As a result of the efforts of many of these organizations, there have been some key successes, and there is now a growing movement in Appalachia toward the development of financing programs for residential and commercial energy efficiency. Leading the way was MACED, which spearheaded the development of the successful and still-growing How$mart Kentucky program. In North Carolina, EDF helped with the development and launch of a pilot on-bill finance program through Roanoke Electric Cooperative. And just recently, SEEA launched the Southeast Energy Efficiency Finance Network, which aims to facilitate the expansion of public and private investment in energy efficiency throughout the Southeast.

Appalachian Voices' Energy Policy Director Rory McIlmoil and Tennessee Campaign Coordinator Ann League meet with representatives from Appalachian Electric Cooperative, the Tennessee Electric Cooperative Association, the USDA and Southern Alliance for Clean Energy to discuss the creation of a statewide on-bill financing program for residential energy efficiency. Photo credit: David Callis, Tennessee Electric Cooperative Association.

Appalachian Voices’ Energy Policy Director Rory McIlmoil and Tennessee Campaign Coordinator Ann League meet with representatives from Appalachian Electric Cooperative, the Tennessee Electric Cooperative Association, the USDA and Southern Alliance for Clean Energy to discuss the creation of a statewide on-bill financing program for residential energy efficiency. Photo credit: David Callis, Tennessee Electric Cooperative Association.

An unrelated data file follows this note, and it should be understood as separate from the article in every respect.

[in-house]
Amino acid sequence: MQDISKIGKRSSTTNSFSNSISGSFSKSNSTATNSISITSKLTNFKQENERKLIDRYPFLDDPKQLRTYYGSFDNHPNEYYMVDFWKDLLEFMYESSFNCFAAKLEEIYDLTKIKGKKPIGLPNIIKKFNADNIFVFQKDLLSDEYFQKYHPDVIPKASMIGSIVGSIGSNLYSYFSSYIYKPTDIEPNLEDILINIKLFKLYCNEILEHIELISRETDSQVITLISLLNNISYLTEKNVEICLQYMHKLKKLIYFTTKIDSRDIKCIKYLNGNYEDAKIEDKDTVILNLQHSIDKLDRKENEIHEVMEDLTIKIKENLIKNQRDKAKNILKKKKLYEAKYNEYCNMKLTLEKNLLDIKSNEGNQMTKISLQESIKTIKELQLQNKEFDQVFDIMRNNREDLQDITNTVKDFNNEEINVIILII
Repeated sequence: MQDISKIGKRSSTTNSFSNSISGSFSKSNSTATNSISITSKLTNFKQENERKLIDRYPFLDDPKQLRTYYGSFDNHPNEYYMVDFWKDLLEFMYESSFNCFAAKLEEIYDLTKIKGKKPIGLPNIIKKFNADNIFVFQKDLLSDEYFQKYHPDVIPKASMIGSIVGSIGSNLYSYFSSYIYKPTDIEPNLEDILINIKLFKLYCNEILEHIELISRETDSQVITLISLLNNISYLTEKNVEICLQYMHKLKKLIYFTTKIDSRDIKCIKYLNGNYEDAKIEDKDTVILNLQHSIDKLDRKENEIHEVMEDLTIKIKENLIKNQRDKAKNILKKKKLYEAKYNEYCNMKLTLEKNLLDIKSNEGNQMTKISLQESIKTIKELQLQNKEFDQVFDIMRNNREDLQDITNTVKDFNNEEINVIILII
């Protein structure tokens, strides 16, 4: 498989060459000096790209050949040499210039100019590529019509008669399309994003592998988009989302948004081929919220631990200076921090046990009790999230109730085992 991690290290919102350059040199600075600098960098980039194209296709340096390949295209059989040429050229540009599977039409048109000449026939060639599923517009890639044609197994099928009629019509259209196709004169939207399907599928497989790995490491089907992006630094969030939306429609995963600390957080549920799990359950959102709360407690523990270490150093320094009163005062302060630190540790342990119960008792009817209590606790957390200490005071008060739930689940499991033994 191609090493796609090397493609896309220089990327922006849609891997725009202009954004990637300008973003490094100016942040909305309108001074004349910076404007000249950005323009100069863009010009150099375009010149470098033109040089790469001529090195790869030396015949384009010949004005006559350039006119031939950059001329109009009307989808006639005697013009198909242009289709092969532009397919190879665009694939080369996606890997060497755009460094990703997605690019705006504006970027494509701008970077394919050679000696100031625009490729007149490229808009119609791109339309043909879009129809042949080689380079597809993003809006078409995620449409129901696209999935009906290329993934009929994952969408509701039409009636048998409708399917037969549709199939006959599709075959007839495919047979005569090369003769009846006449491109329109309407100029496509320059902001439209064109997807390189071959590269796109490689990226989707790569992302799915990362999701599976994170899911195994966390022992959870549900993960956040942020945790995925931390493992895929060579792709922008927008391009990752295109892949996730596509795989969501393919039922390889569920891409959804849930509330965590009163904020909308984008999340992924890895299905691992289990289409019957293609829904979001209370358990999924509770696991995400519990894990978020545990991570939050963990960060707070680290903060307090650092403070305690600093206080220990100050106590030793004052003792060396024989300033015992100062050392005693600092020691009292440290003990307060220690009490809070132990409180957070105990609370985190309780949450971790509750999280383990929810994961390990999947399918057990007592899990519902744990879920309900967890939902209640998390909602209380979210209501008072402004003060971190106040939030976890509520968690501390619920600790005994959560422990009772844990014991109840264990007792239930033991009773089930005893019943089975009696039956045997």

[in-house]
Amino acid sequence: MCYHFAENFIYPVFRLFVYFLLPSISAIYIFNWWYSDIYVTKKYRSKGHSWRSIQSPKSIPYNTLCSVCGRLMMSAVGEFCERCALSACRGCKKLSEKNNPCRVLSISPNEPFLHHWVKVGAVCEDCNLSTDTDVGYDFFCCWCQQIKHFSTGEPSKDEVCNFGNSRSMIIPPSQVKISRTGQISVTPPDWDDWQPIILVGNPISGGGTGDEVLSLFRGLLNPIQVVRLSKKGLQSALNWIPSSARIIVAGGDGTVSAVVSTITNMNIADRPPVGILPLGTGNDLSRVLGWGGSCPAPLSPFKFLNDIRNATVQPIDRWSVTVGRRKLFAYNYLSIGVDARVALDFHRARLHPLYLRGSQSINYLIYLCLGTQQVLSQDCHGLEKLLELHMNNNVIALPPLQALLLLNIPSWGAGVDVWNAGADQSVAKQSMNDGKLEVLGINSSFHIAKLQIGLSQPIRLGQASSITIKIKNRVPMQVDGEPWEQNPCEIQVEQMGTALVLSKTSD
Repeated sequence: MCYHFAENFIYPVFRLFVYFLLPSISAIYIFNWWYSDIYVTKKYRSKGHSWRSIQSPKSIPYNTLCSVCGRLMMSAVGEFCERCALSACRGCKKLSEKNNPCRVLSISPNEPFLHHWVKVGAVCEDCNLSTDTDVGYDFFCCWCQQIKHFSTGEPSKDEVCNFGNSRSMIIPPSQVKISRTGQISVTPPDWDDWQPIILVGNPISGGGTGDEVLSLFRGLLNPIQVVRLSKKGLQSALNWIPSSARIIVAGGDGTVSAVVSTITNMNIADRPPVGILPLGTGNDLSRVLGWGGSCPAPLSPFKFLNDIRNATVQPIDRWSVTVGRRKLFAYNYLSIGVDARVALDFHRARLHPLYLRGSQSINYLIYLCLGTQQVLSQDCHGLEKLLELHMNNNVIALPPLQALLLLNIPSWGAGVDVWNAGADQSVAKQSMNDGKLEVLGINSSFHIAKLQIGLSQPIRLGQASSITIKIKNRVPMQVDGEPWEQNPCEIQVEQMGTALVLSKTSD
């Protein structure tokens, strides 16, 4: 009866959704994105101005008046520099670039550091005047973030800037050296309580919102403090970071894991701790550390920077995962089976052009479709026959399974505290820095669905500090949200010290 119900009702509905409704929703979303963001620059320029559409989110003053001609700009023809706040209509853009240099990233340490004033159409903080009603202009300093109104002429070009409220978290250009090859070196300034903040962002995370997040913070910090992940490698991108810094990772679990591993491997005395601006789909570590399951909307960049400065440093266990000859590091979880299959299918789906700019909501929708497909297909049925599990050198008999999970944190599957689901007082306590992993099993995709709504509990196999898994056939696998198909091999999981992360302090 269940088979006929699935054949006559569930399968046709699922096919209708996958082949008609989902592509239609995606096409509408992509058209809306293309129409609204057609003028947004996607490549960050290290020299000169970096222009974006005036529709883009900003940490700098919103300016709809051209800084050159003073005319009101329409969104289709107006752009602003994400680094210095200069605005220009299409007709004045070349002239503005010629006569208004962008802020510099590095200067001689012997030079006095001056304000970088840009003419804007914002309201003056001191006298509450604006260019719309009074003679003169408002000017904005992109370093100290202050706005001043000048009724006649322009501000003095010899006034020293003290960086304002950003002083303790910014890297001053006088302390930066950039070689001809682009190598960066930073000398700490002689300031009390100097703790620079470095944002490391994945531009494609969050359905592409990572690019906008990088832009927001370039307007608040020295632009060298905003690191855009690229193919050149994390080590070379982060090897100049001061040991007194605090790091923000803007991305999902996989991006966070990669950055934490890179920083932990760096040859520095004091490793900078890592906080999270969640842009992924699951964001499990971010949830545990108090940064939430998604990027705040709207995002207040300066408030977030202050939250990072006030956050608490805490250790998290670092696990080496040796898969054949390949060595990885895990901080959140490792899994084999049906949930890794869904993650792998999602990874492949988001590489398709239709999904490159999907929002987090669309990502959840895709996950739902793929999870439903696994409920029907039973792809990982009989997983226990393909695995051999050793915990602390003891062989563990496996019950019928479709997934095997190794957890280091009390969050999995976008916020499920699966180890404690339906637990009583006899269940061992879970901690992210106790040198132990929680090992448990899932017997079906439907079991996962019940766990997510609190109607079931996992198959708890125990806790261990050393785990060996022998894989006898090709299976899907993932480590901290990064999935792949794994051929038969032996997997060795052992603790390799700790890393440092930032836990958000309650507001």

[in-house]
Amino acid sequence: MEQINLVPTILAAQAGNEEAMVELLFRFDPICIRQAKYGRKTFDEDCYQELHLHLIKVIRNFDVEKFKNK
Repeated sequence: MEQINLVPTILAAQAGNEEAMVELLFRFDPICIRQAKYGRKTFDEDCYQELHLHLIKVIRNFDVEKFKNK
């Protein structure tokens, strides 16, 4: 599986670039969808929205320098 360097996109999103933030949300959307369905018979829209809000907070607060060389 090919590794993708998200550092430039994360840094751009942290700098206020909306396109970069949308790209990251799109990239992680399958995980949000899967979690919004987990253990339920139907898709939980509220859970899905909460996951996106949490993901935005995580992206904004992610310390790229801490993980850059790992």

For our part, Appalachian Voices has achieved a high level of success in the 15 months since we launched our Energy Savings for Appalachia campaign. As a result of our efforts, the statewide Tennessee Electric Cooperative Association, in partnership with five member cooperatives, the Tennessee Department of Environment and Conservation, the National Governor’s Association, the U.S. Department of Agriculture and Appalachian Voices, is in the process of designing a small-scale on-bill financing program for residential energy efficiency. This is a significant step toward realizing Tennessee’s energy efficiency potential, and we are proud to be partnered with each of these caring and forward-thinking groups that are leading the way.

I could write forever about energy efficiency, Appalachia and the many great things that our partners and allies are doing to advance energy efficiency in the region. But once you get into the realm of naming a series a “pentalogy” (I had to look that up), it’s time to bring it to a close.

So I’ll end this series with one last pitch to you. YOU are the most important piece of this energy efficiency work. While a good number of electric cooperatives and other utilities are doing a lot to help their members and customers lower their energy bills, many are not. So much more could be done, and it likely won’t be unless you get involved. One way to start is by learning more about energy efficiency and programs that your utility could provide by visiting our Energy Savings Action Center. While you’re there, send your utility a letter requesting stronger home energy efficiency programs. But most importantly, get out in your community, talk to your neighbors about how energy efficiency could benefit them, and let your voice be heard! Without you, Appalachia will never achieve it’s energy efficiency potential.

Thanks for reading!

Rory is an energy policy and finance wonk with over a decade of experience working on energy policy and planning in Appalachia. He joined Appalachian Voices in spring 2013 as Energy Policy Director to head up our Energy Savings for Appalachia program. His dog, Hobo, is our official Boone office mascot.